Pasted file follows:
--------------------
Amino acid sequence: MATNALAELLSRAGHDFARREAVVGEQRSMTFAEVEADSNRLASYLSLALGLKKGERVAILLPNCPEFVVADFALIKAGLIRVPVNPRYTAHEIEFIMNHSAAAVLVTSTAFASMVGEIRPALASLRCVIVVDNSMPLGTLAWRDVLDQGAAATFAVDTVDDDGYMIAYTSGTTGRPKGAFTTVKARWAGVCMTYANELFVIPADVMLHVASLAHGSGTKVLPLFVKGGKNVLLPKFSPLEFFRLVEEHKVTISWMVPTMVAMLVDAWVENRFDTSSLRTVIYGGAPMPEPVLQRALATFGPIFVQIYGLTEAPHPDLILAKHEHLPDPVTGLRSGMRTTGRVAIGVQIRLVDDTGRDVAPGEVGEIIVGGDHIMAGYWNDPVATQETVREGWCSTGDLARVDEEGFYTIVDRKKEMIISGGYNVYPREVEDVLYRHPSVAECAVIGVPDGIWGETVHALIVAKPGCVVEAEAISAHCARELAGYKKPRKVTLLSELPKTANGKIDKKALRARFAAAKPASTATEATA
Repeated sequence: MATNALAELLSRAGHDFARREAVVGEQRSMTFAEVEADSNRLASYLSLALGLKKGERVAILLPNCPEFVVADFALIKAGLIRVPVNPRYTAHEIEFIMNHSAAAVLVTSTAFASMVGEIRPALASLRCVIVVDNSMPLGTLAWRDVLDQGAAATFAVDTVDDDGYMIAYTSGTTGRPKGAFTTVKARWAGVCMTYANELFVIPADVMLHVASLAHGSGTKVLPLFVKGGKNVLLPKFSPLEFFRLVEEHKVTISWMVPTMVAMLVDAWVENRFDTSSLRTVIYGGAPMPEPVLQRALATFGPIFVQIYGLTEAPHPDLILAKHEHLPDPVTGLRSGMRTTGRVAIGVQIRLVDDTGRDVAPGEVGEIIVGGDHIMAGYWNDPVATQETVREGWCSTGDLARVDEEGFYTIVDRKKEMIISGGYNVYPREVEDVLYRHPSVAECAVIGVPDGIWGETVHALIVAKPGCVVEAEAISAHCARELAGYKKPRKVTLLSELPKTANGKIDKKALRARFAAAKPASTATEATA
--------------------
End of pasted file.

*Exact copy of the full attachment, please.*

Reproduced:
Amino acid sequence: MATNALAELLSRAGHDFARREAVVGEQRSMTFAEVEADSNRLASYLSLALGLKKGERVAILLPNCPEFVVADFALIKAGLIRVPVNPRYTAHEIEFIMNHSAAAVLVTSTAFASMVGEIRPALASLRCVIVVDNSMPLGTLAWRDVLDQGAAATFAVDTVDDDGYMIAYTSGTTGRPKGAFTTVKARWAGVCMTYANELFVIPADVMLHVASLAHGSGTKVLPLFVKGGKNVLLPKFSPLEFFRLVEEHKVTISWMVPTMVAMLVDAWVENRFDTSSLRTVIYGGAPMPEPVLQRALATFGPIFVQIYGLTEAPHPDLILAKHEHLPDPVTGLRSGMRTTGRVAIGVQIRLVDDTGRDVAPGEVGEIIVGGDHIMAGYWNDPVATQETVREGWCSTGDLARVDEEGFYTIVDRKKEMIISGGYNVYPREVEDVLYRHPSVAECAVIGVPDGIWGETVHALIVAKPGCVVEAEAISAHCARELAGYKKPRKVTLLSELPKTANGKIDKKALRARFAAAKPASTATEATA
Repeated sequence: MATNALAELLSRAGHDFARREAVVGEQRSMTFAEVEADSNRLASYLSLALGLKKGERVAILLPNCPEFVVADFALIKAGLIRVPVNPRYTAHEIEFIMNHSAAAVLVTSTAFASMVGEIRPALASLRCVIVVDNSMPLGTLAWRDVLDQGAAATFAVDTVDDDGYMIAYTSGTTGRPKGAFTTVKARWAGVCMTYANELFVIPADVMLHVASLAHGSGTKVLPLFVKGGKNVLLPKFSPLEFFRLVEEHKVTISWMVPTMVAMLVDAWVENRFDTSSLRTVIYGGAPMPEPVLQRALATFGPIFVQIYGLTEAPHPDLILAKHEHLPDPVTGLRSGMRTTGRVAIGVQIRLVDDTGRDVAPGEVGEIIVGGDHIMAGYWNDPVATQETVREGWCSTGDLARVDEEGFYTIVDRKKEMIISGGYNVYPREVEDVLYRHPSVAECAVIGVPDGIWGETVHALIVAKPGCVVEAEAISAHCARELAGYKKPRKVTLLSELPKTANGKIDKKALRARFAAAKPASTATEATA